In uranyl fluoride, UO2F2, the uranium atom achieves a coordination number of 8 by forming a layer structure with two oxygen atoms in a uranyl configuration and six fluoride ions bridging between uranyl groups. A similar structure is found in α-uranium trioxide, with oxygen in place of fluoride, except that in that case the layers are connected by sharing oxygen atom from "uranyl groups", which are identified by having relatively short U–O distances. A similar structure occurs in some uranates, such as calcium uranate, CaUO4, which may be written as Ca(UO2)O2 even though the structure does not contain isolated uranyl groups.
The colour of uranyl compounds is due to ligand-to-metal charge transfer transitions at ca. 420 nm, on the blue edge of the visible spectrum. The exact location of the absorption band and NEXAFS bands depends on the nature of the equatorial ligands. Compounds containing the uranyl ion are usually yellow, though some compounds are red, orange or green.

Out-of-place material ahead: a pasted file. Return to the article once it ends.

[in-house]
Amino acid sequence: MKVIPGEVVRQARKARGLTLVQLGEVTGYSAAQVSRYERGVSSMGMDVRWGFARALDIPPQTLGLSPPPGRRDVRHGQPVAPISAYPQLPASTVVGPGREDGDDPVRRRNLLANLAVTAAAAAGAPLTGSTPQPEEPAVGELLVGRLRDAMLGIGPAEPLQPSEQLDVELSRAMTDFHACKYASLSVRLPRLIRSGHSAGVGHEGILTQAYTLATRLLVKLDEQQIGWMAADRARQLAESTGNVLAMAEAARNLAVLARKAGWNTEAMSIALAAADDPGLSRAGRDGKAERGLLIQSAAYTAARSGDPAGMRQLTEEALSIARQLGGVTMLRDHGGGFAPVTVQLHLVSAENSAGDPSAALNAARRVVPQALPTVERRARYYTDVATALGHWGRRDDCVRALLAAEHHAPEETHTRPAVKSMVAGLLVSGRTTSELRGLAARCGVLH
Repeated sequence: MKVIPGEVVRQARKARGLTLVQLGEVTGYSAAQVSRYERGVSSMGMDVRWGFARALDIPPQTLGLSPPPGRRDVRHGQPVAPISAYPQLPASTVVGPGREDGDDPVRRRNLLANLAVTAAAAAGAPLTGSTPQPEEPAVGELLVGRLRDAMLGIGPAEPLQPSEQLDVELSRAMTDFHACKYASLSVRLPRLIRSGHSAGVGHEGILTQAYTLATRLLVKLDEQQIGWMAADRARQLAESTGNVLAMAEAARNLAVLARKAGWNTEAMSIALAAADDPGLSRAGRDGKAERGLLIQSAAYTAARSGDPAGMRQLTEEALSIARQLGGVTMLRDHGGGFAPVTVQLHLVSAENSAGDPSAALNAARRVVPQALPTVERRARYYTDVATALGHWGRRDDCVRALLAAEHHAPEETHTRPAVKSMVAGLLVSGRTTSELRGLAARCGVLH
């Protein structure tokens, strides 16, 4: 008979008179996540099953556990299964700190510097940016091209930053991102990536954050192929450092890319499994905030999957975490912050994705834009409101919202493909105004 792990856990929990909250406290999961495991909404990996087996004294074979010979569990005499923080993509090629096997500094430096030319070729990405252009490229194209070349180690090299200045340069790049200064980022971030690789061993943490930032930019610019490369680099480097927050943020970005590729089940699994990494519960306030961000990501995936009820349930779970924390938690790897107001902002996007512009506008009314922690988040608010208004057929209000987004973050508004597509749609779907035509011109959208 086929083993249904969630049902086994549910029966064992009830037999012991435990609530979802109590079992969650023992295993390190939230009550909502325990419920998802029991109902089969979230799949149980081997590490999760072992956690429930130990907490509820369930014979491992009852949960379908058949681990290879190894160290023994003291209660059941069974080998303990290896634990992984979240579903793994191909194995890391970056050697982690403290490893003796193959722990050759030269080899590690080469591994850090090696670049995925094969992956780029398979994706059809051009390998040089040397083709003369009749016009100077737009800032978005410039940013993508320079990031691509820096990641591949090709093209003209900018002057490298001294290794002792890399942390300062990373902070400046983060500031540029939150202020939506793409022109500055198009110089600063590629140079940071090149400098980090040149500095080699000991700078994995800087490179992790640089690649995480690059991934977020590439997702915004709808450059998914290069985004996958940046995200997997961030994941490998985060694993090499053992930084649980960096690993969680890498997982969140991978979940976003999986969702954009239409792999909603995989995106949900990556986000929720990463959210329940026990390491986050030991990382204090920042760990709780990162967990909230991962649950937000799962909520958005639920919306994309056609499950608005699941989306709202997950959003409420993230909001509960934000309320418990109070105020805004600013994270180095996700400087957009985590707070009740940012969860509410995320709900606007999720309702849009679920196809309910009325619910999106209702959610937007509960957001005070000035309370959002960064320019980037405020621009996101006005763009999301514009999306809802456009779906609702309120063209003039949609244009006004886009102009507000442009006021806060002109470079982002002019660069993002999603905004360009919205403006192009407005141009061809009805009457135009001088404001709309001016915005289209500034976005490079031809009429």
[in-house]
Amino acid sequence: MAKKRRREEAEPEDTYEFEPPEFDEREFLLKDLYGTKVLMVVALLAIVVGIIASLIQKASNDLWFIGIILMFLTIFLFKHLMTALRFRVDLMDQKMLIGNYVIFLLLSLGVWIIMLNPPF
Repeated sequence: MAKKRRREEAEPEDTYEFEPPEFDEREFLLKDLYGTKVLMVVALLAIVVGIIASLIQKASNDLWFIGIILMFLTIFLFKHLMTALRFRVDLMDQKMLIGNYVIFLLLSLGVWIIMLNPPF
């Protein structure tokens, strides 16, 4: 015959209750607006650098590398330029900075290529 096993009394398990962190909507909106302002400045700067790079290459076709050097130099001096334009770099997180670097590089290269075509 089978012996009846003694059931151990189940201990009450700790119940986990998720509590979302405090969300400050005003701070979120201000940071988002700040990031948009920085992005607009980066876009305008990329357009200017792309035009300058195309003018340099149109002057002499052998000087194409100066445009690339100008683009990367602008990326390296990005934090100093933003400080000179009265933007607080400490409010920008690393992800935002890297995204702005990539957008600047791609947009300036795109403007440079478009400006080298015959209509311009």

Uranyl compounds also exhibit luminescence. The first study of the green luminescence of uranium glass, by Brewster in 1849, began extensive studies of the spectroscopy of the uranyl ion. Detailed understanding of this spectrum was obtained 130 years later. It is now well-established that the uranyl luminescence is more specifically a phosphorescence, as it is due to a transition from the lowest triplet excited state to the singlet ground state. The luminescence from K2UO2(SO4)2 was involved in the discovery of radioactivity.